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Miami Estate Planning Law Blog

When should you update your will?

It might be easy to assume that once you have written your will, there is nothing further you need to do about your estate planning. However, it is important for you and other Florida residents to understand that wills should be updated periodically. The will that you wrote 10 years ago is not likely to accurately reflect your wishes or circumstances today.

There are a few conditions that necessitate an updating of your will, or at least a review to be sure the wishes you had a few years ago still apply, as FindLaw explains. For example, you might want to change your will in the following situations:

  • You got married or divorced.
  • You had children or adopted since the last time you updated your will.
  • Your children reached adulthood.
  • Someone who was named in your will passed away.
  • You had a significant increase or decrease in your assets.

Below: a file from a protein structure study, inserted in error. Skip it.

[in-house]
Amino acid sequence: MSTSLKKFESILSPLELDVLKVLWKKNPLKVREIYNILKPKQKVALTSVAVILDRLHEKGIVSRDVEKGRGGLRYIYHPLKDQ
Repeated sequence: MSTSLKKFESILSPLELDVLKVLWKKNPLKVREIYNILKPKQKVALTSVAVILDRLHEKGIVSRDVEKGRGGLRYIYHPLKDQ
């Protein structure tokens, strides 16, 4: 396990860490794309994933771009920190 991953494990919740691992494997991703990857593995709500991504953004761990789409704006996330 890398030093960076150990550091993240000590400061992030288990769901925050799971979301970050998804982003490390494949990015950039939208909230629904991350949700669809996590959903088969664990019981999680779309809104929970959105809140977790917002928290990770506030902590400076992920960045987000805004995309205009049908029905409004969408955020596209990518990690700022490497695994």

• You wish to add or exclude someone from your will, or you want to change your designated executor.

Unusual will types that can be easy to contest

As you know, it is important to have a solid estate planning strategy in place to protect your assets and the inheritance you want to leave to your loved ones. At the Law Offices of Frye & Vazquez, P.L., we have a full understanding of the different types of wills and trusts available to Florida residents, and that some types are stronger and less easily contested than others.

HowStuffWorks explains several types of wills that you are unlikely to employ, but which the courts may still recognize. A deathbed will is one that you might create when you are facing certain death. You would need witnesses to record your final wishes. This type of will is particularly vulnerable to being contested in probate court, as relatives might claim you were mentally incapacitated being so close to death or that the unusual circumstances compromised your ability to create a concise, fair will. Oral wills are usually hastily spoken to witnesses, rather than written. You might give an oral will if you don’t have time to write it; for example, you are in an active combat situation.

Choosing which assets to donate to charity

If a Florida estate owner wants to leave a donation to charity, they should be sure to do so in the way that avoids the most taxes. Often, people use a will or trust to give to charity, but that can be a mistake.

As an example, a person might have a home, an after-tax savings account and an IRA that are each worth $1 million. The person may leave the home and IRA to the children. From the after-tax savings account, $900,000 might go to the children and $100,000 to charity.

Why estate planning is critical for young families